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We are currently on another long distance hike, and the third leg of our "triple crown", the Continental Divide Trail (the "CDT"). Come along with us if you can - if not in person then by following our grand adventure via our "posts from the trail".  Check out our Flickr Photos, which we'll update periodically, and see it through our eyes!

Our Credo...

"Success: To laugh often and much, to win the respect of intelligent people and the affection of children, to earn the appreciation of honest critics and endure the betrayal of false friends, to appreciate beauty, to find the best in others, to leave the world a bit better, whether by a healthy child, a garden patch, or a redeemed social condition; to know even one life has breathed easier because you have lived. This is to have succeeded!" ~Ralph Waldo Emerson

June 19th

We ascend Muir Pass alongside a stream with stunning waterfalls. It’s a long, but steady climb to the source of all this water – massive fields of snow the last 3 miles. Often the snow covers the water, masking it from view. Snow bridges are beautiful but dangerous this time of year as they soften and fall apart quietly, quickly and unpredictably. We try to walk around them, but step gingerly atop those we must cross.

The route follows a narrow gorge, rising through a series of snow filled basins, dotted with lakes in various stages of thawing.

There is very little visible trail tread as we pick a route across the snow. Many footprints led the way, sometimes to the next snippet of trail tread and sometimes they lead astray. Finally after one last climb straight up a steep snow slope, the “white staircase”, we come to Muir Hut sitting astride Muir Pass.

Despite the fact that this is a year of incredibly low snow levels, Muir Pass still held enough snow to make today’s trek an exciting snow adventure. Certainly the most snow we have seen on any of the passes thus far. Our ascent of a little less than 7 miles took over 4 1/2 hours.

Going down was not easy ether. Again we were in snow, now softening under a warm June sun, one of the hottest and brightest days we had in the Sierras. The, now common, afternoon buildup of clouds was very light today and the sun was hot enough to get in a brief dip in one of the ice filled lakes. Snow continued for several miles making our progress slow.

Many things conspire to keep us from moving very fast. The altitude sucks the breath out of our lungs so we stop occasionally to get it back. The soft snow mixes with mud to bog down our feet. But mainly the scenery itself slows us down, demanding frequent stops for photos or to just simply gaze at and admire what is all around us to our sides and to our backs. This series of basins dropping into the Evolution Valley is a special place requiring extra time to pause and admire the ways in which its own beauty evolves as we walk forward.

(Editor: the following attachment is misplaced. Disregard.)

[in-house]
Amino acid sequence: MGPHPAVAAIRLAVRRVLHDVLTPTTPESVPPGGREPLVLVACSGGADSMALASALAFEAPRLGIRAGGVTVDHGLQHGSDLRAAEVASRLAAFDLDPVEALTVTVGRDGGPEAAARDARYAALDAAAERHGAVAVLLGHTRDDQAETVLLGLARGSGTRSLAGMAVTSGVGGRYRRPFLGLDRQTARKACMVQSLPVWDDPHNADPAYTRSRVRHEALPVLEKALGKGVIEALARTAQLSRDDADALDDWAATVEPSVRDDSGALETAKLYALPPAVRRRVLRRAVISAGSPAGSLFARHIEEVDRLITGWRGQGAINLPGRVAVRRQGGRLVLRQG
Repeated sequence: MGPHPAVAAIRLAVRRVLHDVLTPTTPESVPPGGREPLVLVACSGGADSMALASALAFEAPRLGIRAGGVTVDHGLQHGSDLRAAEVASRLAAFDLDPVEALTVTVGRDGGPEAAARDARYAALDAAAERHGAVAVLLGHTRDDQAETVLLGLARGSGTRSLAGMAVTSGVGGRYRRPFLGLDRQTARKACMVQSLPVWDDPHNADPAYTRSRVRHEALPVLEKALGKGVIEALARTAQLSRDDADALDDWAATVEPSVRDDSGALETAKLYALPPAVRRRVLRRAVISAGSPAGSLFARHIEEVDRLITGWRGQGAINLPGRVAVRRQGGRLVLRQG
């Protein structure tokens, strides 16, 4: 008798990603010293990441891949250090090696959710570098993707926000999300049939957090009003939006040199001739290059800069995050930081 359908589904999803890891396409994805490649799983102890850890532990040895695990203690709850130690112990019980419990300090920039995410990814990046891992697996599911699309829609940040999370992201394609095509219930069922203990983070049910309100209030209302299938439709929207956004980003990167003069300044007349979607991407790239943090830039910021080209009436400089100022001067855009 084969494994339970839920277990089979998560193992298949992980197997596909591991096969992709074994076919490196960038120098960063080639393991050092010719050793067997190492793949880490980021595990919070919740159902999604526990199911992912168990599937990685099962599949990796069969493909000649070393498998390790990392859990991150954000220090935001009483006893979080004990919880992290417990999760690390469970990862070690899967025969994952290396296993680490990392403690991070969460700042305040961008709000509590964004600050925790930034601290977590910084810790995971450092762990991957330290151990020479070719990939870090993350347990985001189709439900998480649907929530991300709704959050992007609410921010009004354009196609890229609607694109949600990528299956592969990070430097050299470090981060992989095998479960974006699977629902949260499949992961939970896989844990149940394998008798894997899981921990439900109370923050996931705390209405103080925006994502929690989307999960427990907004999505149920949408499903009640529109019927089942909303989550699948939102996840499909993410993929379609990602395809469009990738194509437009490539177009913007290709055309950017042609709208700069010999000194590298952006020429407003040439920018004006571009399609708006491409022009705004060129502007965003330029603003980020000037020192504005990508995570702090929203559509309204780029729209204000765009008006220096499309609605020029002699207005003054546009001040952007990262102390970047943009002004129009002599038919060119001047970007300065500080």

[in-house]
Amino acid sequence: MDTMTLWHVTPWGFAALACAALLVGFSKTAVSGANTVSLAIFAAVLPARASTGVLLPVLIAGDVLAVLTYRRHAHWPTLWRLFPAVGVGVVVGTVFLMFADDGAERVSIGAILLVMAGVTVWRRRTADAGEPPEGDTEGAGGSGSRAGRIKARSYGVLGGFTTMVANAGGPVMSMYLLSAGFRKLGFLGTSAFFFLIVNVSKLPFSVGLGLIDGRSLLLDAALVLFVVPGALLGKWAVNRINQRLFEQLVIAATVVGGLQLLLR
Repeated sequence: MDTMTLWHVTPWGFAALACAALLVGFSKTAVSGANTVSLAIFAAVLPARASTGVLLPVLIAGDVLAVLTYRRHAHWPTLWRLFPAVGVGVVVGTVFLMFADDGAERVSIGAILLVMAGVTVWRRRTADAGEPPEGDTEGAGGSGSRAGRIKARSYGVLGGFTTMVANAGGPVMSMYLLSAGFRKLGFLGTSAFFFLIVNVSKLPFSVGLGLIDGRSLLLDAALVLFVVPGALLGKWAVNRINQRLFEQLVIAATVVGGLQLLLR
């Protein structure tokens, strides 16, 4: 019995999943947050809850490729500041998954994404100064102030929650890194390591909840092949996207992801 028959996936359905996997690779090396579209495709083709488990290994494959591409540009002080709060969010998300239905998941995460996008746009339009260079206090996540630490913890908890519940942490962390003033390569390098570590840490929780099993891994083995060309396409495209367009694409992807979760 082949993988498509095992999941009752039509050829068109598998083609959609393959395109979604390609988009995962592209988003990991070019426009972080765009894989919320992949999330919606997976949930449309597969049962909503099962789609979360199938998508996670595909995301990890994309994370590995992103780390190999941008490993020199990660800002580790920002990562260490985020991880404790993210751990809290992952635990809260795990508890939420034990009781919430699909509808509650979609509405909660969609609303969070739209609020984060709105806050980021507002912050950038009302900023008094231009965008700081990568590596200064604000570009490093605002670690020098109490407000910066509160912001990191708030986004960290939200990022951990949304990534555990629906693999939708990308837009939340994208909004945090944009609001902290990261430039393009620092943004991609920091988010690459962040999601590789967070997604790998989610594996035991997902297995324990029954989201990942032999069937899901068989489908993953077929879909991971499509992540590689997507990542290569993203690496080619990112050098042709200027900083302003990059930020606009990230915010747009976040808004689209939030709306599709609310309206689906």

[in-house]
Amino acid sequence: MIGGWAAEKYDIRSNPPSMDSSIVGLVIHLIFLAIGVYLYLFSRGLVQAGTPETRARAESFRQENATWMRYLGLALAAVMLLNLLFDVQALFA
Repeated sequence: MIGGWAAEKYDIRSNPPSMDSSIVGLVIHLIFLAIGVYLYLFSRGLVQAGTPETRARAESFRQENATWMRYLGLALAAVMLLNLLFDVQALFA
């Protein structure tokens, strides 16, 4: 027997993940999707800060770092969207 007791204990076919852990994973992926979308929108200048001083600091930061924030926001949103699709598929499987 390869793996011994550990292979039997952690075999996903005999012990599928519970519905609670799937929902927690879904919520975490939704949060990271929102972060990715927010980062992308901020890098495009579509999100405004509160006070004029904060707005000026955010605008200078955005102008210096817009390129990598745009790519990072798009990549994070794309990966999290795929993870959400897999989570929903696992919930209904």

This leaves me to wonder how many times we miss a spectacular view because we were too busy to look back. Just as pictures don’t really do justice to the incredible beauty of these, or any, mountains, so too does a one way hike do an injustice to all that these mountains have to offer. A return trip in the opposite direction would be the only way to get a full sense of place. And, a full day to watch the changing light would be the only way to witness all the forms these scenes have to offer. But, we can’t just sit still on this trio for very long. A few extra short breaks will have to do. We will need to push much harder now to make the afternoon ferry to our next resupply tomorrow. Instead, we decide to take our time and catch a morning boat on the following day. Spending an extra night out will allow us to savor this afternoon, although later on it will mean a rather lean dinner of soup and snacks.

Dropping into the Evolution Valley’s bottom land and it’s incredible meadows brings us back to the masses of mosquitoes. There are always prices to pay for experiencing such beauty.

McClure Meadows has the best views, but we push on another 3 miles to camp at Evolution Meadows and set ourselves up for the next ford and the next pass which tomorrow will bring. Today’s hike has been only 18 miles, very tiring, but very rewarding.

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Clicking on any of these photos will take you to that specific photo on our Flickr Stream, where you can view these and many, many more photos from our latest adventure....or use this shortcut to all photos.....we hope you enjoy them!

People Shots

CDT2010_TheTrailCDT20101_NMWCWMCDT2010_NMWC-1Cliff Dwelling SignCarrot PausesHiker TanCarrot Stream Crossing # 2,115Carrot takes a PhotoCarrot on the TrailCarrot Stream Crossing #5.875Carrot takes a Trail BathCarrot on the Trail still

Scenic Shots

CDT2010_yellowflowersCDT2010-valleyCliff Dwelling Carrot on the Trail 3ScenicPotty BreakScenicStream Distant HillsCactus & HillsPrickly PearJeep Road

Flora & Fauna

CDT2010_treesCDT2010_yellowflowersCDT2010-purpleflowersFloraButterfly 2BeaverFloraFlora 3Angry MarmotButterfly